A man and a woman attempt to overcome their pasts to build a new life
Dir/scr: Lee Kwang-kuk. South Korea. 2017. 107mins
The latest film from Lee Kwang-kuk, the filmmaker behind such films as Romance Joe and A Matter Of Interpretation, once again sees the director return to the theme of creative inertia, as he follows the fortunes of two writers for whom life has stolen their muse.
An element of hope and humour stops everything becoming an exercise in grim realism
Receiving its world premiere at Busan, A Tiger In Winter will probably find a welcome home on the festival circuit, with Lee’s previous films having achieved a large measure of success at the likes of Rotterdam and London.
Gyeong-yu (Lee Jin-uk) is thrown out of his girlfriend’s place for the weekend so that she doesn’t have to reveal his presence to her visiting parents. When he swings by unannounced, however, it becomes apparent that he was being lied to; his (now ex-) girlfriend has sold up and disappeared.
Now forced to take stock of his life, Gyeong-you finds himself unfulfilled as he ekes out a living as a designated driver for hire. On one job he meets former lover Yoo-jung (Ko Hyun-Joung) and they find themselves drawn to each other once again. But can they be happy with each other when their own lives are empty?
Lee’s film is a delicate and fragile character study, in which disappointment and ambition go hand in hand. Gyeong-yu is revealed to be a former writer who gave it all up and is now put upon by the world – humiliated by his ex and cheated by ungrateful customers, he also finds himself unable to perform in the bedroom. Unable to find inspiration to write the follow-up to her successful debut novel, Yoo-jung drinks too much and struggles with the idea of living up to her own success. Even as they try to rekindle their past, the disappointments of the presents weigh much too heavily upon them.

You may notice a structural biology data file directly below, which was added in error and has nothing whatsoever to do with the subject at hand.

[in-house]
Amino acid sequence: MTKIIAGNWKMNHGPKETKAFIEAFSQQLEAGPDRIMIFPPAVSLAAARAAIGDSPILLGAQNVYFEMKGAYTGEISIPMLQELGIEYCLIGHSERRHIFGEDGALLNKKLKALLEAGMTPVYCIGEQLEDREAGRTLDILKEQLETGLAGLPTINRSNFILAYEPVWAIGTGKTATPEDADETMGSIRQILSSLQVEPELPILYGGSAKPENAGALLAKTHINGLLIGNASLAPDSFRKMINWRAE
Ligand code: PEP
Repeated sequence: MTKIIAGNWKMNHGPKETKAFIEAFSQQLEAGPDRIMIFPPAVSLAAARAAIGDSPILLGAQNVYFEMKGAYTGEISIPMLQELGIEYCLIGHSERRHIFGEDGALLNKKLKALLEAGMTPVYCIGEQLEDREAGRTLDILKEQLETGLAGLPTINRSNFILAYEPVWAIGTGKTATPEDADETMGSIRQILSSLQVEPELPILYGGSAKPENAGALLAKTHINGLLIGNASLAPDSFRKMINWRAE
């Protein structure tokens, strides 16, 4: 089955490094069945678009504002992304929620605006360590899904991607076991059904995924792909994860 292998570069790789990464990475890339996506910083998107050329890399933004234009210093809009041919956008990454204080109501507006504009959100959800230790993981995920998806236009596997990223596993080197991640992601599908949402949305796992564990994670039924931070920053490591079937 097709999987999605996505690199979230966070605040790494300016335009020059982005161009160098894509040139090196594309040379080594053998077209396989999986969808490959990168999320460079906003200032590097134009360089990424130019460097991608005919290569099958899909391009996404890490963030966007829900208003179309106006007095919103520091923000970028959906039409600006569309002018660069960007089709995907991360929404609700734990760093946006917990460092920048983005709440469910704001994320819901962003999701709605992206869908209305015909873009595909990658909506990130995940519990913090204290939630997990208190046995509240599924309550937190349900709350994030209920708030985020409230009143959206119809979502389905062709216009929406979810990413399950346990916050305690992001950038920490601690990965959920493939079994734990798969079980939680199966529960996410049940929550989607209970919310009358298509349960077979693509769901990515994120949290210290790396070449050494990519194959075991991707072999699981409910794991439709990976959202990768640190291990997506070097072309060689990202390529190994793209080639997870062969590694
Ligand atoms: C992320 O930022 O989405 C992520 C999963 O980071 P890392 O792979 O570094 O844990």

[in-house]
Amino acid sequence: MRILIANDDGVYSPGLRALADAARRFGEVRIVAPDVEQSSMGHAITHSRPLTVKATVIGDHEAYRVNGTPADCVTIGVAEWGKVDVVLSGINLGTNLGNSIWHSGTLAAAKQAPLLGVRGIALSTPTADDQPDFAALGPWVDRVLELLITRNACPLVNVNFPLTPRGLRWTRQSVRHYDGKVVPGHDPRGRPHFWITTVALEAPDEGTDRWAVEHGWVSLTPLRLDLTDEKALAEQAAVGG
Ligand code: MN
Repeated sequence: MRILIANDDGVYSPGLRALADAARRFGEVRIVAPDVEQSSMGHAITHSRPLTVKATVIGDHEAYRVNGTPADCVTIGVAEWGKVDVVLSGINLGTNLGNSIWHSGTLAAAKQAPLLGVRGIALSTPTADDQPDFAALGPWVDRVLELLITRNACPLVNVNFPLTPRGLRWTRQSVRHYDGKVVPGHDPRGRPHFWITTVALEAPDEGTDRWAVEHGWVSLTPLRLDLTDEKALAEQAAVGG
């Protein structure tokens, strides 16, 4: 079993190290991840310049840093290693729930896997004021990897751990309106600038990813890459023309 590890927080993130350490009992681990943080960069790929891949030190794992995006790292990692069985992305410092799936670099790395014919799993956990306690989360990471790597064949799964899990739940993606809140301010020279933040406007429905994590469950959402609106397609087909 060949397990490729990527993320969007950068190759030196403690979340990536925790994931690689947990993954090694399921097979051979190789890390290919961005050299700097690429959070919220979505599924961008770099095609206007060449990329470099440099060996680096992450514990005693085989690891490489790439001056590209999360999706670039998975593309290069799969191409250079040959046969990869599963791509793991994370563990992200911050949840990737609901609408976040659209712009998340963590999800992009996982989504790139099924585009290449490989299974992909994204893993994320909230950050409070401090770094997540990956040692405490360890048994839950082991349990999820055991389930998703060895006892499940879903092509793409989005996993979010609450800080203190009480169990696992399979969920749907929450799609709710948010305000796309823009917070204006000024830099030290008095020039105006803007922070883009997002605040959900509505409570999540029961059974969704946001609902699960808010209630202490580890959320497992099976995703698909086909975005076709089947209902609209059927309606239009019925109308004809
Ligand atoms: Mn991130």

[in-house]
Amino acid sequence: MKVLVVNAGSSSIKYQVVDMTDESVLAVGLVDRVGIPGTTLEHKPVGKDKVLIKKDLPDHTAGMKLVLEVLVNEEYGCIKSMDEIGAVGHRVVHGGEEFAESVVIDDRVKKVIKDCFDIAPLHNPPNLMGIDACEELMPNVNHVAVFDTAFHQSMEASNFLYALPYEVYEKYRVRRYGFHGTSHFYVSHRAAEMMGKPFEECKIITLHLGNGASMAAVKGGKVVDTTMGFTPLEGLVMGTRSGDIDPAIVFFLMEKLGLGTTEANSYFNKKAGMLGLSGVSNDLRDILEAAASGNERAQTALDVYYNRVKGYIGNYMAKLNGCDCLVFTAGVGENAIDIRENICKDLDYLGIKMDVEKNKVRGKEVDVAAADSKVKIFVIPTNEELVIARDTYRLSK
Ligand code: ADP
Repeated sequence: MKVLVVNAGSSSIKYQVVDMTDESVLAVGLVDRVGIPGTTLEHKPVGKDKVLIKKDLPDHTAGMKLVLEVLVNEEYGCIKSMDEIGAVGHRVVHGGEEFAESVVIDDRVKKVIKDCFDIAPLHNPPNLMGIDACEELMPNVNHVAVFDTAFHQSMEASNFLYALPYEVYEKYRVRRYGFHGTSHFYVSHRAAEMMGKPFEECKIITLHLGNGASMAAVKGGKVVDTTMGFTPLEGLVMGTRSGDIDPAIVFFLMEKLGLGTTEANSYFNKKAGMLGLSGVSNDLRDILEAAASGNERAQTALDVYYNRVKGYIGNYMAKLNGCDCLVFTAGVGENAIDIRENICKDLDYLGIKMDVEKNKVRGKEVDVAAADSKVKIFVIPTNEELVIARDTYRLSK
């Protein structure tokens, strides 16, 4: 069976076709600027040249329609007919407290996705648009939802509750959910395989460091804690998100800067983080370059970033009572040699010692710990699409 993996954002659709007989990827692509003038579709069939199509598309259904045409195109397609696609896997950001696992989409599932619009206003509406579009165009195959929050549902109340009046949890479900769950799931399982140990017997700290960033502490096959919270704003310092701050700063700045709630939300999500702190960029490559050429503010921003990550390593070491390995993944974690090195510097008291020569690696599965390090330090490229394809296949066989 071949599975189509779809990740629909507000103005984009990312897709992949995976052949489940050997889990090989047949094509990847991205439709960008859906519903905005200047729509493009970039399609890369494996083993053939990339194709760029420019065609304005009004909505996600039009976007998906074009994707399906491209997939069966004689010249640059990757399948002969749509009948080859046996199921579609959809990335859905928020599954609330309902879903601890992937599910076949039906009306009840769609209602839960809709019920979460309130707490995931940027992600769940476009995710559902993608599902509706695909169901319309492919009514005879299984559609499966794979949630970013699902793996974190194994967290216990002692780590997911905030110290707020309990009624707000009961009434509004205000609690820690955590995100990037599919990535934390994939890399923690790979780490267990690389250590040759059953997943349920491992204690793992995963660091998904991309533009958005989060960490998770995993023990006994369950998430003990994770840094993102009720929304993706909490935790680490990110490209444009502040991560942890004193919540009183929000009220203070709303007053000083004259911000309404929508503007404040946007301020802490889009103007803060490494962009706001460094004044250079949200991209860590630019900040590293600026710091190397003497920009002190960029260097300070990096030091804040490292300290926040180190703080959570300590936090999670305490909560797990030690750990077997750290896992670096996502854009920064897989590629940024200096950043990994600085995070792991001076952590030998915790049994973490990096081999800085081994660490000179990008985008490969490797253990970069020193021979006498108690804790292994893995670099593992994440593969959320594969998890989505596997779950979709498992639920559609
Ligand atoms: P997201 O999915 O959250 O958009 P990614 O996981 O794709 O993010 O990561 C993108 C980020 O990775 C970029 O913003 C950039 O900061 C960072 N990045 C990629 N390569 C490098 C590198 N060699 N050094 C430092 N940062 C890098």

While there is a faint line of the absurd running through the film – with an ever present threat of a tiger that has escaped from the zoo – this is mostly played straight. Lee Jin-uk and Ko Hyun-Joung give understated performances in which their fears and insecurities all simmer below the surface. But for all their fractures, they play their characters with an element of hope and humour that stops everything becoming an exercise in grim realism.
Kim Hyung-koo’s cinematography is as brittle as the characters themselves, as the cold South Korean winter is complimented by muted colours and grey skies.
Production company: A Byeokdol Films
International Sales: M-Line Distribution, email@example.com
Producers: An Bo-young, Lee Kwang-kuk
Cinematography: Kim Hyung-koo
Editor: Son Yeon-ji
Music: Yeon Ri-mok
Main cast: Lee Jin-uk, Ko Hyun-Joung